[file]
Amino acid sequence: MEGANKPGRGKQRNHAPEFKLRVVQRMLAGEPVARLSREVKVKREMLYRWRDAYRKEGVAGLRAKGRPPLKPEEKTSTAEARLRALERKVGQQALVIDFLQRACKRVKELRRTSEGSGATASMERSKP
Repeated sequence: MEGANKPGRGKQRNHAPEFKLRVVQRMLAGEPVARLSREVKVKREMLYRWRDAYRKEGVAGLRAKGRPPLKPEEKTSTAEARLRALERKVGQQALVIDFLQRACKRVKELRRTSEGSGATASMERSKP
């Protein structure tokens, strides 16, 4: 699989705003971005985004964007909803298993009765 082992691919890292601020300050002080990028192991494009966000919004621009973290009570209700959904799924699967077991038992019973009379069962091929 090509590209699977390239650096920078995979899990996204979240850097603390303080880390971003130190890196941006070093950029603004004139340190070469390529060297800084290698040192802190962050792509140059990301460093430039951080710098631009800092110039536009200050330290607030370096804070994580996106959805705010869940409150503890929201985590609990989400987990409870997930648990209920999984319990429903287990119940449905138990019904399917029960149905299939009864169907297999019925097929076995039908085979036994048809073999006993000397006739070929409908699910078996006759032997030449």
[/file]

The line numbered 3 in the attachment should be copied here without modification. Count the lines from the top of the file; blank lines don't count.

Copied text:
């Protein structure tokens, strides 16, 4: 699989705003971005985004964007909803298993009765 082992691919890292601020300050002080990028192991494009966000919004621009973290009570209700959904799924699967077991038992019973009379069962091929 090509590209699977390239650096920078995979899990996204979240850097603390303080880390971003130190890196941006070093950029603004004139340190070469390529060297800084290698040192802190962050792509140059990301460093430039951080710098631009800092110039536009200050330290607030370096804070994580996106959805705010869940409150503890929201985590609990989400987990409870997930648990209920999984319990429903287990119940449905138990019904399917029960149905299939009864169907297999019925097929076995039908085979036994048809073999006993000397006739070929409908699910078996006759032997030449």